Call it a rite of passage or the pinnacle of spring, but for many Tar Heel residents strawberry pickin’ is an annual ritual.
And with the season starting earlier than normal this year, mouth-watering strawberries will be abundant.
Strawberry season was significant as a kid growing up in the Piedmont. The plump, luscious red fruit not only coincided with my May birthday, but also brought us out of the suburbs and onto the farm. Even as a teenager, my affinity for strawberries drove me to seek out farms in contiguous counties. My mother, driving our family’s big blue 1963 Cadillac, maneuvered through the back roads in search of the next “pick-your-own-farm.” And, in most years, we ended up in Stokes County where the matted rows of hilled strawberry plants were primed for harvest.
In those days, muddy fields from spring rains were expected. Bringing an extra pair of shoes for changing became customary during a strawberry pickin’ adventure on Carolina clay soil. Those farms were not as pristine as many of the ones across our state today. There was no black plastic to keep the berries clean. Weeds were common after flooding torrents of rain. And avoiding moldy fruit was necessary in the low-lying rows.
Yet, we were rarely disappointed with our foray to a berry farm. Our biggest challenge was knowing when to stop picking. As a kid, it was easy to get carried away. Many times we toted home more strawberries than we could eat or preserve in the freezer. Dad would roll his eyes at our overflowing buckets lining the kitchen counter. Without saying a word, we knew what he was thinking: “You kids have a lot of work ahead of you.”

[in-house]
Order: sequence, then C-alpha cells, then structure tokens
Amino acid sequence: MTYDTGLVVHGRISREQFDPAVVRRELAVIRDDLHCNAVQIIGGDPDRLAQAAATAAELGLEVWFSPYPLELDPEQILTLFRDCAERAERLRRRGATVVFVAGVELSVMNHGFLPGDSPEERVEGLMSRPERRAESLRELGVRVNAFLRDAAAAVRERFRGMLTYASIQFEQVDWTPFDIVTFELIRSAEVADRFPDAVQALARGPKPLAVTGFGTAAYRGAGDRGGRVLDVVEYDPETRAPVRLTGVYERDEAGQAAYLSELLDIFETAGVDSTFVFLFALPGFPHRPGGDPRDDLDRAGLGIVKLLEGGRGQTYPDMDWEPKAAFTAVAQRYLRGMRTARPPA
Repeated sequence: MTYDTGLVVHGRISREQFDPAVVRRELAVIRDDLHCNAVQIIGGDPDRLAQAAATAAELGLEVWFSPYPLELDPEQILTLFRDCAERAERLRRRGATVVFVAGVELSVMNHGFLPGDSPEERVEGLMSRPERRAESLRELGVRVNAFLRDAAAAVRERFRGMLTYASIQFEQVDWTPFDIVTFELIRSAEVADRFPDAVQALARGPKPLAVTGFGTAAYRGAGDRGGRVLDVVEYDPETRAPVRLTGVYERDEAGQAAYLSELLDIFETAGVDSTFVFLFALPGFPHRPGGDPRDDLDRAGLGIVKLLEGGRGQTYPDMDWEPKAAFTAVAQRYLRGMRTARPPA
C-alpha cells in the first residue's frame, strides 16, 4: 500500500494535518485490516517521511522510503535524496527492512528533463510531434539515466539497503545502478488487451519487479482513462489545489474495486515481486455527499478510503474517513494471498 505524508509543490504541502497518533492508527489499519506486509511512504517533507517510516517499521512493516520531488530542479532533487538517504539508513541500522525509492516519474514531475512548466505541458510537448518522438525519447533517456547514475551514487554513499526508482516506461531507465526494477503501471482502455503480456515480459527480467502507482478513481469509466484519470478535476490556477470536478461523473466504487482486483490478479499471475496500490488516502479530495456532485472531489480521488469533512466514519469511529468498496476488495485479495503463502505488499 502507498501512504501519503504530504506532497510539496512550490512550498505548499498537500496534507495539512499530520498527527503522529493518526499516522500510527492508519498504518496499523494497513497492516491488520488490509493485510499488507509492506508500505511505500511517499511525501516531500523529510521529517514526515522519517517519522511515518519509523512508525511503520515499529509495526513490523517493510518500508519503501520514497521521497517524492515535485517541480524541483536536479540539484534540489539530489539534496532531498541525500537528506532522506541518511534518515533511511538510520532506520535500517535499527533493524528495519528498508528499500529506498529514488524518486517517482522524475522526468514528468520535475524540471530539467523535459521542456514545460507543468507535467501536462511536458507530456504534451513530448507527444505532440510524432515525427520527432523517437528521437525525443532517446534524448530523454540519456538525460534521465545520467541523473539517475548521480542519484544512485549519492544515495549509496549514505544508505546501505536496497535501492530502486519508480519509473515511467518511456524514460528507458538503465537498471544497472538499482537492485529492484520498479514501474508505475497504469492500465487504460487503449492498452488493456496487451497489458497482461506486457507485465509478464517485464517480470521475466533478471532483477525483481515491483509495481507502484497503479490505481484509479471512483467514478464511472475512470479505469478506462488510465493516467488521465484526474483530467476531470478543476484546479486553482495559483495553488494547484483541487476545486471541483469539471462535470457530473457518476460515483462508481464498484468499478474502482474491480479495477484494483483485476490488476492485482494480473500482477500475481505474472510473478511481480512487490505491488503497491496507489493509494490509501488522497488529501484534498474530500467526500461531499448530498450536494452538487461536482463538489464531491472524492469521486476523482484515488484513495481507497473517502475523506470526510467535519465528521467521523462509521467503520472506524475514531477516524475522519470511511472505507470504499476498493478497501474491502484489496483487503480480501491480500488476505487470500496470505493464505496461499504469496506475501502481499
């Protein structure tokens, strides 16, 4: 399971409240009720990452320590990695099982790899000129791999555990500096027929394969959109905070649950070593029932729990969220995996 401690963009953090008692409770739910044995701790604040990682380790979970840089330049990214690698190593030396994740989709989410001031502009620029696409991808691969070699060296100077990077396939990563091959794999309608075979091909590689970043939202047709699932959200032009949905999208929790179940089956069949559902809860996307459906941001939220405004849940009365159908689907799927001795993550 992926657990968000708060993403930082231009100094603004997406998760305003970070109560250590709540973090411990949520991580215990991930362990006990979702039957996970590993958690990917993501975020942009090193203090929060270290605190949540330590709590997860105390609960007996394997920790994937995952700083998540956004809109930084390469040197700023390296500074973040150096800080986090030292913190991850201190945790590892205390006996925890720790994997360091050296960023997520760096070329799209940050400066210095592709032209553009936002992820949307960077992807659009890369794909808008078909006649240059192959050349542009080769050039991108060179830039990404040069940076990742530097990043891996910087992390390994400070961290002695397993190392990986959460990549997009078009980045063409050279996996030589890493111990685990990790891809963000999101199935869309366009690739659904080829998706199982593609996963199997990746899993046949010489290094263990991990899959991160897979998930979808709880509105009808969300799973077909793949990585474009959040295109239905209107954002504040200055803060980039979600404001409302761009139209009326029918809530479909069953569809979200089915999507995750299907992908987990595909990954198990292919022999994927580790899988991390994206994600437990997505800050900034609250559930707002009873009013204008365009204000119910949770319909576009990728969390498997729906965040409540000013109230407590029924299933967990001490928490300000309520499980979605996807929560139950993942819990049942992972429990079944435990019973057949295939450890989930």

Today on the farm, the oversized Canadian varieties are planted on giant, mounded rows. They are neatly overlaid with plastic and make the strawberry harvest less of a sport and more of an extension of the produce counter.
But many things have changed for the better since I was a kid. There are plastic gathering pails, row markers, and field supervisors that make the berry picking experience more accessible and customer-friendly. The biggest changes since the berry pickin’ days of my childhood, in my opinion, are the Port-a-Johns and cash registers. These modern conveniences have changed the whole dynamic of “pick-your-own-farms,” and for the better.
The success and recent growth of the strawberry industry across the state has resulted in a surge of “pick-your-own farm” enterprises. Many of these farms also offer additional seasonal crops, such as blackberries, sweet corn, pumpkins, collards, asparagus, and sweet potatoes. Farms that serve customers directly from the field are a lucrative business near urban centers with high traffic roads; especially where growers cater to the “buy local” and organic vegetable clientele.
My love for strawberries hasn’t changed much in 45 years. As long as it isn’t raining, you will probably find me in a strawberry field throughout May and June; I’ll drop by a couple of roadside stands and farmers markets to pick up some more farm-fresh berries, too. There’s no doubt, I love calling North Carolina home, especially during strawberry season.
For more than 30 years, Toby Bost has been a resource to North Carolina gardeners and growers as an agricultural extension agent, a trainer for master gardeners, and an author. His books include The Successful Gardener Guide: North Carolina, North Carolina Gardener’s Guide, and The Carolina Gardener’s Guide. He can be reached through Our State magazine at firstname.lastname@example.org
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